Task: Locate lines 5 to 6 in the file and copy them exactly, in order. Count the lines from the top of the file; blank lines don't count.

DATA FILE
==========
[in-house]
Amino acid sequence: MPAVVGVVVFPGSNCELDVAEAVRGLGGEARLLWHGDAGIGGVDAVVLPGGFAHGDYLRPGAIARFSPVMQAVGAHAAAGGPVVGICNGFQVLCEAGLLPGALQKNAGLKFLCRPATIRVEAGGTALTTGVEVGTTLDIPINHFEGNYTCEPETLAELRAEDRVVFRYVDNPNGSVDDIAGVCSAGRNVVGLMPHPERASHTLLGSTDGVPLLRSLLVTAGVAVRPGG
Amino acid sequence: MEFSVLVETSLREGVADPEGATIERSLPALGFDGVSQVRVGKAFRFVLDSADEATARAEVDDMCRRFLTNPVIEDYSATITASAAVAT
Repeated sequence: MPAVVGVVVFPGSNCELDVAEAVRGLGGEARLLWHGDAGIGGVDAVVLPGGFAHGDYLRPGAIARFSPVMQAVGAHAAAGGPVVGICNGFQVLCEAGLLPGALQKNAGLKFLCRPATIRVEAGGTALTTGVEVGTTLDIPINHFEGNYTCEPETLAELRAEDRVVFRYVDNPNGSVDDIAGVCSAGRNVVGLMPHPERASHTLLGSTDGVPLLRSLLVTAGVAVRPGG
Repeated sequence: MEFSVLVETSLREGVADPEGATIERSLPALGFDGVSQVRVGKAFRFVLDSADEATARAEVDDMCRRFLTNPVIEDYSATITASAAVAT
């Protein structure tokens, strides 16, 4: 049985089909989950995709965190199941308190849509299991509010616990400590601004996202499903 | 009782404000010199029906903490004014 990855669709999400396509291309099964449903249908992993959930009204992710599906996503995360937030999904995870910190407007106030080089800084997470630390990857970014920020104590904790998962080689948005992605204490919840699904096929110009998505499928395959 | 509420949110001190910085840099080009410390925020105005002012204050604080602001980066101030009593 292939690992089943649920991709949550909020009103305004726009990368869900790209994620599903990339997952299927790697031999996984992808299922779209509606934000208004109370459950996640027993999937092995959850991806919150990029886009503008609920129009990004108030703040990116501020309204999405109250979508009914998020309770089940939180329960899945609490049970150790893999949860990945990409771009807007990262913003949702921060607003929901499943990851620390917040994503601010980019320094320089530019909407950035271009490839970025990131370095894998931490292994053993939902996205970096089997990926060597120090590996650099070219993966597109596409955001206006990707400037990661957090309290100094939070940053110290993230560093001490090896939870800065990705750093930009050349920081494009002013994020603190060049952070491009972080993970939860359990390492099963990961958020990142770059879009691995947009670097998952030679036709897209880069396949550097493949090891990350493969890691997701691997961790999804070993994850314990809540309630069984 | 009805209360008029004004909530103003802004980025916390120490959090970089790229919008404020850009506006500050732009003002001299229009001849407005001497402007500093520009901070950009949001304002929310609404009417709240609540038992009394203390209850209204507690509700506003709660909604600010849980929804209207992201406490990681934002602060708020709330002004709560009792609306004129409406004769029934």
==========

Repeated sequence: MEFSVLVETSLREGVADPEGATIERSLPALGFDGVSQVRVGKAFRFVLDSADEATARAEVDDMCRRFLTNPVIEDYSATITASAAVAT
């Protein structure tokens, strides 16, 4: 049985089909989950995709965190199941308190849509299991509010616990400590601004996202499903 | 009782404000010199029906903490004014 990855669709999400396509291309099964449903249908992993959930009204992710599906996503995360937030999904995870910190407007106030080089800084997470630390990857970014920020104590904790998962080689948005992605204490919840699904096929110009998505499928395959 | 509420949110001190910085840099080009410390925020105005002012204050604080602001980066101030009593 292939690992089943649920991709949550909020009103305004726009990368869900790209994620599903990339997952299927790697031999996984992808299922779209509606934000208004109370459950996640027993999937092995959850991806919150990029886009503008609920129009990004108030703040990116501020309204999405109250979508009914998020309770089940939180329960899945609490049970150790893999949860990945990409771009807007990262913003949702921060607003929901499943990851620390917040994503601010980019320094320089530019909407950035271009490839970025990131370095894998931490292994053993939902996205970096089997990926060597120090590996650099070219993966597109596409955001206006990707400037990661957090309290100094939070940053110290993230560093001490090896939870800065990705750093930009050349920081494009002013994020603190060049952070491009972080993970939860359990390492099963990961958020990142770059879009691995947009670097998952030679036709897209880069396949550097493949090891990350493969890691997701691997961790999804070993994850314990809540309630069984 | 009805209360008029004004909530103003802004980025916390120490959090970089790229919008404020850009506006500050732009003002001299229009001849407005001497402007500093520009901070950009949001304002929310609404009417709240609540038992009394203390209850209204507690509700506003709660909604600010849980929804209207992201406490990681934002602060708020709330002004709560009792609306004129409406004769029934």